Newton raises two issues in this Application for Certificate of Appealability (COA): (1) the trial court denied petitioner her 6th Amendment right to be represented by counsel of her choice when it denied her motion for continuance so Newton could substitute retained counsel; and (2) the Texas special issues did not permit the jury to consider and give effect to Newton's mitigating evidence of youth, good character, cooperation with police, unfaithful/drug dealing spouse, and impoverished background.

Newton claims first that she was denied her Sixth Amendment right to be represented by the attorneys of her choice because, although the trial court granted her motion to substitute counsel, it denied her request for a continuance to allow the newly substituted counsel time to prepare for trial.

In November 1987, Newton complained to the trial court by letter regarding her dissatisfaction with her appointed counsel prior to trial. The letter requested that the court order an investigation of her case. One month later, Newton filed a Motion to Dismiss Court Appointed Counsel and Appoint New Counsel. In the motion, Newton again complained that appointed counsel, Ronald Mock, had no contact with her and had taken no action to research Newton's case. The trial court denied the motion. In January 1988, the court appointed Catherine Coulter to serve as Mock's co-counsel. Newton did not re-urge her motion. In a letter file-stamped August 1988, Newton's mother also complained about Mock's performance.

Four days before trial and after the twenty-fourth day of voir dire had been completed, Newton retained counsel. She contended that before this date her family had been unable to raise sufficient funds to hire counsel. She requested a continuance to allow retained counsel time to prepare. The motion did not specify how much time her retained attorneys were requesting for trial preparation. After a hearing, the court granted the motion to substitute counsel but denied the motion for a continuance. When the court did not grant the continuance, the retained attorneys withdrew and Mock and Coulter represented Newton at trial.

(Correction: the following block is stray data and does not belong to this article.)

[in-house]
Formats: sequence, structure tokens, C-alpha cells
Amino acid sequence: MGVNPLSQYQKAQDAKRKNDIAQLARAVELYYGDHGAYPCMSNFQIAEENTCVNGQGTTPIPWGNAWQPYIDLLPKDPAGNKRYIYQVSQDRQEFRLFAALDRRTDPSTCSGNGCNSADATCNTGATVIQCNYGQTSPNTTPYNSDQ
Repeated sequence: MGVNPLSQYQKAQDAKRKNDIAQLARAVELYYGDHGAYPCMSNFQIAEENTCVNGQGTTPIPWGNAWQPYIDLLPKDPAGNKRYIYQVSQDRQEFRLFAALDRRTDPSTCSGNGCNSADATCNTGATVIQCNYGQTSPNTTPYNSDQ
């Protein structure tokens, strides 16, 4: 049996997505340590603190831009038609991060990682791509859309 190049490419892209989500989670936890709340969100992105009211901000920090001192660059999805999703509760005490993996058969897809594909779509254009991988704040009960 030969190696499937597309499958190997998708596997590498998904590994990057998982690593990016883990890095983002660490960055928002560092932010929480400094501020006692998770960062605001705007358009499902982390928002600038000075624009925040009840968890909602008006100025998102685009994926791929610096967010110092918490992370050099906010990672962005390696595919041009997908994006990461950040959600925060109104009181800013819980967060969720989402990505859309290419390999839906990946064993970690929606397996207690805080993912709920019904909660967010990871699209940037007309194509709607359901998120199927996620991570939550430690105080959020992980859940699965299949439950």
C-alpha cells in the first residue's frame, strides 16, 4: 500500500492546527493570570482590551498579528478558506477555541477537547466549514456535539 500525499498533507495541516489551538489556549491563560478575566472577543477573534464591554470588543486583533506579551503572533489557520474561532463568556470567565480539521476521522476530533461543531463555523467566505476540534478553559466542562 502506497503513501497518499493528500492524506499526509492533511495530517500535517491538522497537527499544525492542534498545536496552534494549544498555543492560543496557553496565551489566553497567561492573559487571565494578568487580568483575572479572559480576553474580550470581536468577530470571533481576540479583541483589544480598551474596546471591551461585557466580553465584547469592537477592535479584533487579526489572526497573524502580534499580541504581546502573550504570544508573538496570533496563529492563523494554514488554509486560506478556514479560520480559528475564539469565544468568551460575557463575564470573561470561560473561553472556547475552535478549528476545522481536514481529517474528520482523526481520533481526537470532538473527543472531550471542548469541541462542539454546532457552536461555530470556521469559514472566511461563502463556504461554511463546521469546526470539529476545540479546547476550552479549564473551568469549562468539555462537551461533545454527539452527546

The Sixth Amendment right to counsel in a criminal proceeding has "long been construed to include a criminal defendant's qualified right to retain counsel of the defendant's own choosing." United States v. Hughey, 147 F.3d 423, 429 (5th Cir. 1998) (citations omitted). The right is not absolute. Id. Rather, what is required is that the defendant be given a fair or reasonable opportunity to obtain particular counsel. United States v. Paternostro, 966 F.2d 907, 912 (5th Cir. 1992). When a defendant has been given a reasonable opportunity to obtain counsel of his choice, the court retains broad discretion in evaluating a request for a continuance. Ungar v. Sarafite, 376 U.S. 575, 590-91, 84 S. Ct. 841, 11 L. Ed. 2d 921 (1964). Accordingly, the issue Newton raises is not simply whether the district court abused its discretion in denying her motion for a continuance. The issue is the effect the denial of the continuance had on her right to counsel. When a denial of a continuance is the basis for a habeas petition, the petitioner must show an abuse of discretion that was so arbitrary and fundamentally unfair as to violate the constitutional principles of due process. Skillern v. Estelle, 720 F.2d 839, 850 (5th Cir. 1983). Accordingly, to prevail, a petition must show that the failure to grant a continuance harmed the defense. United States v. Pollani, 146 F.3d 269, 272 (5th Cir. 1998).

In this circuit, several factors are examined when reviewing a state court's denial of a motion for continuance that a defendant claims interfered with her fair and reasonable opportunity to obtain particular counsel:

(1) the length of the requested delay; (2) whether the lead counsel has an associate who is adequately prepared to try the case; (3) whether other continuances have been requested and granted; (4) the balanced convenience or inconvenience to litigants, witnesses, opposing counsel and the court; (5) whether the requested delay is for a legitimate reason, or whether it is dilatory and contrived; (6) whether there are other unique factors present.

Gandy v. Alabama, 569 F.2d 1318, 1324 (5th Cir. 1978). Both the state habeas court and the district court evaluated these factors as applied to Newton's claim and found no denial of due process. We agree with the analysis of both courts.

Petitioner's Motion for Continuance did not specify the length of the delay she requested; the court had already spent twenty-four days in death penalty voir dire and the trial was set to begin three days later; the substitute counsel was unprepared to try the case; eighteen months had passed since Newton was indicted, and ten months had passed since Newton had complained about her appointed counsel. In addition, Newton cannot show that failure to grant the continuance harmed the defense. Although Newton raised claims of ineffective assistance of counsel in the district court which were found to be without merit, she does not seek COA on that ground. Newton raises no claim of prejudice in her application to this court.